|Morgan Freeman, left, and Brad Pitt are shown in a scene from "Seven."|
"Long is the way, and hard, that out of hell leads up to light."
In "Seven" (1995), serial killer John Doe (Kevin Spacey), who chooses his victims based on the Seven Deadly Sins, leaves behind the quote from John Milton's "Paradise Lost" at a crime scene. Director David Fincher and screenwriter Andrew Kevin Walker spend the entirety of the film showing us just how long and hard that way is, carrying out an unrelenting examination of the evil that may or may not be festering inside every one of us.
Make no mistake: "Seven" is a bleak, unsettling picture, its setting a purposely unnamed metropolis where the only variation in the weather is the strength of the endless downpour; its antagonist left to plot and carry out his grisly work off-screen for the first 90 minutes (to maintain his anonymity, Spacey's name isn't in the opening titles); its protagonists doing little more than recording and cataloging the horrific scenes he leaves behind.
Detective William Somerset (Morgan Freeman) is at the end of the line. He's seen too much of this urban nightmare, and in exactly one week, he'll be retired, somewhere "far away from here." Enter his replacement: young Detective David Mills (Brad Pitt), recently relocated with his wife, Tracy (Gwyneth Paltrow), from "upstate." While Somerset is weary and cynical, Mills is eager and optimistic that doing his job will make a real difference.
The seven days chronicled change both men in profound ways.
"Seven" is known as a violent, gruesome film, but watch it again and you'll notice none of the violence occurs onscreen and Fincher shows us only brief glimpses of its aftermath. It's implied violence, which is more disturbing, as it engages the audience, forcing them to fill in the gaps whether they want to or not. Though we never actually see the head in the box, there probably is an image burned into the brain of anyone who has seen the movie.
Even more unsettling: John Doe, deranged and psychotic though he may be, might make a kind of sick, twisted sense. "We see a deadly sin on every street corner, in every home and we tolerate it," he says. "We tolerate it because it's common, it's trivial. We tolerate it morning, noon and night. Well, not anymore."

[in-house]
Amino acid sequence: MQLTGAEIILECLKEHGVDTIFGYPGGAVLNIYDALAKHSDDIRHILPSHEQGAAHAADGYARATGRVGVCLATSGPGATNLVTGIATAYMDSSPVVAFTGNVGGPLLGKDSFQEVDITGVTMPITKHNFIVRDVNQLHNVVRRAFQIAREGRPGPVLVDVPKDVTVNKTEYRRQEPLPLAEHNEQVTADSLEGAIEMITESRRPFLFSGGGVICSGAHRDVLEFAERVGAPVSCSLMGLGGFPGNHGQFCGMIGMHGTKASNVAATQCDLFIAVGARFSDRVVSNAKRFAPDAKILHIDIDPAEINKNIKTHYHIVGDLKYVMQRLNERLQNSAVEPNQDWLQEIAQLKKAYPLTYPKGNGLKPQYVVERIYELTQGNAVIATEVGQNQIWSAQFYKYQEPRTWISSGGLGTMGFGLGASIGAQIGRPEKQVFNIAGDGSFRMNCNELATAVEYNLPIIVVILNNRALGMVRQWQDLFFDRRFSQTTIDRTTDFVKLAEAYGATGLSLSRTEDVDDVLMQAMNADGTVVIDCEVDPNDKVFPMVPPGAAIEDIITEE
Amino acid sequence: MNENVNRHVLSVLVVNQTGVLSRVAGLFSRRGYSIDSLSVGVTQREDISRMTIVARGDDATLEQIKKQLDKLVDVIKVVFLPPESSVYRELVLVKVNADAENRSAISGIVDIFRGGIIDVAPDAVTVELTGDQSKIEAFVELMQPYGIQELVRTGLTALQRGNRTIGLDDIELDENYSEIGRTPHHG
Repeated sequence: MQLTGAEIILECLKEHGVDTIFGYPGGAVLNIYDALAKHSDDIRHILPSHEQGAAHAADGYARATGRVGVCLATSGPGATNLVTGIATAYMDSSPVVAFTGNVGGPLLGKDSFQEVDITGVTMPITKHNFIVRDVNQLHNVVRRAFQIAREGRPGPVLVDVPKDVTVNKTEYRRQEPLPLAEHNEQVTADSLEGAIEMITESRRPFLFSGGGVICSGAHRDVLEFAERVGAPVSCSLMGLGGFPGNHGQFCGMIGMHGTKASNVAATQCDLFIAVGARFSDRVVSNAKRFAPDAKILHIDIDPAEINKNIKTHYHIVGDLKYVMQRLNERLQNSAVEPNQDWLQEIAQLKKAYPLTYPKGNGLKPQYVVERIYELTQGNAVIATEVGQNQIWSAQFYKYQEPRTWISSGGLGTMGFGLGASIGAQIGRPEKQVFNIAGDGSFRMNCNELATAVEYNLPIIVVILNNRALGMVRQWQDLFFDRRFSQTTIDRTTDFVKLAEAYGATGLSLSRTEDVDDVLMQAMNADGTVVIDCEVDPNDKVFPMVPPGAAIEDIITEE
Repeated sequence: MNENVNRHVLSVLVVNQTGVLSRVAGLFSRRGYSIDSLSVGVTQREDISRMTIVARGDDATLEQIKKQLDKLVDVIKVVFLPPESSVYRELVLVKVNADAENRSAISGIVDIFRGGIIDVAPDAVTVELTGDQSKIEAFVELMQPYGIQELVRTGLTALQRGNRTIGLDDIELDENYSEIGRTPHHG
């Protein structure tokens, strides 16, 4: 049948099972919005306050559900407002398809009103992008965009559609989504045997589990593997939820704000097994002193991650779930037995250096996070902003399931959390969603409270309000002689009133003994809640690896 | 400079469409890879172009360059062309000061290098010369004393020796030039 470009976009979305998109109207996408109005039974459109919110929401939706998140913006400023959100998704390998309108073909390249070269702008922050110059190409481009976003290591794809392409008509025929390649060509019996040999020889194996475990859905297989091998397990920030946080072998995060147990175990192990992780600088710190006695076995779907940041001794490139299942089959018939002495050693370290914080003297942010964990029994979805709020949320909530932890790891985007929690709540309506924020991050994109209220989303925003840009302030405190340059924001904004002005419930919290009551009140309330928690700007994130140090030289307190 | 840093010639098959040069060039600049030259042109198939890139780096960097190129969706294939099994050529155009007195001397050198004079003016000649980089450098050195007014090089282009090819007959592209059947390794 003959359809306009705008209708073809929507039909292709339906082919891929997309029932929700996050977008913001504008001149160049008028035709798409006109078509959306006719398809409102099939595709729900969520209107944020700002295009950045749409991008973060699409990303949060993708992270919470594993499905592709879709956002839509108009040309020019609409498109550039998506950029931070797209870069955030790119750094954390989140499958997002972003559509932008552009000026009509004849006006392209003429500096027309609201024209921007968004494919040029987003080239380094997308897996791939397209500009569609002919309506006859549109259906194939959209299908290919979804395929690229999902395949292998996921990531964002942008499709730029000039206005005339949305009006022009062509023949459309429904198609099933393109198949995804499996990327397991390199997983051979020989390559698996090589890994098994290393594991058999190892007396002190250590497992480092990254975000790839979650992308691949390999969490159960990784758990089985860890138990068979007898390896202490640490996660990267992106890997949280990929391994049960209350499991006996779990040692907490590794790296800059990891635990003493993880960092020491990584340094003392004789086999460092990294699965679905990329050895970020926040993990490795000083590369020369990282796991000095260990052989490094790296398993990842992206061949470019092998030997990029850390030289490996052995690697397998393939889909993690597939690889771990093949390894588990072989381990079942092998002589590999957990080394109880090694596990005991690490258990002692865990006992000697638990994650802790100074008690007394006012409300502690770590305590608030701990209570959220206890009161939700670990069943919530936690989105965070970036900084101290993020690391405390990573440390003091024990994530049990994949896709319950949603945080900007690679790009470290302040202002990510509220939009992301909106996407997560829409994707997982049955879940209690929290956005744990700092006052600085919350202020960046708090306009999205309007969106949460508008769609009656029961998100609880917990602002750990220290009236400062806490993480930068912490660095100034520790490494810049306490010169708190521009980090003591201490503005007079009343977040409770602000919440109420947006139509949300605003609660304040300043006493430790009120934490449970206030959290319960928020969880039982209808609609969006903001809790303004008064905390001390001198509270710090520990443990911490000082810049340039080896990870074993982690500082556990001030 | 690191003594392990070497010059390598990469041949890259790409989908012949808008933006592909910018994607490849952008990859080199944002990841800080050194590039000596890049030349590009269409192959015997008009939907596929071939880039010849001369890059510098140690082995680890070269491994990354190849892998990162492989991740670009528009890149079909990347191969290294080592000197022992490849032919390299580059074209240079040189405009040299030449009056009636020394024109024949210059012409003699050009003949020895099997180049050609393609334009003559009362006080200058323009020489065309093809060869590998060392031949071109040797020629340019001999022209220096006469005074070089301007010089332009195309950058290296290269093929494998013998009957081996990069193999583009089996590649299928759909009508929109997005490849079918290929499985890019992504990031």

His way of dealing with it obviously isn't the answer, but it's hard to argue that he doesn't have a point.
With a worldwide box office take of $327 million, "Seven" was the seventh-highest grossing film of 1995. It established Pitt as a legitimate leading man and Fincher as Hollywood's go-to man for dark, depraved material (though he has shown he is capable of more with recent Oscar nominees "The Curious Case of Benjamin Button" and "The Social Network").
Though a critical and popular hit, "Seven" received little award recognition—its only Oscar nomination was for editing. Its influence has been seen in countless violent, grimy serial killer movies and TV shows in the past 17 years, though none has achieved the dark, twisted beauty of Darius Khondji's cinematography, of blacks so rich and deep, yet still full of vivid detail. And the opening title sequence—depicting John Doe's handwritten notebooks, set to music by Nine Inch Nails—has been emulated just as much, if not more.
"Seven" made careers and, for better or worse, paved the way, both stylistically and in terms of subject matter, for an extraordinary amount of entertainment that has followed it. As powerful and relevant today as it was in 1995, "Seven" is the scariest, most disturbing movie I have ever seen.
Greg's Grade: A
(Rated R for grisly afterviews of horrific and bizarre killings, and for strong language. 127 minutes.)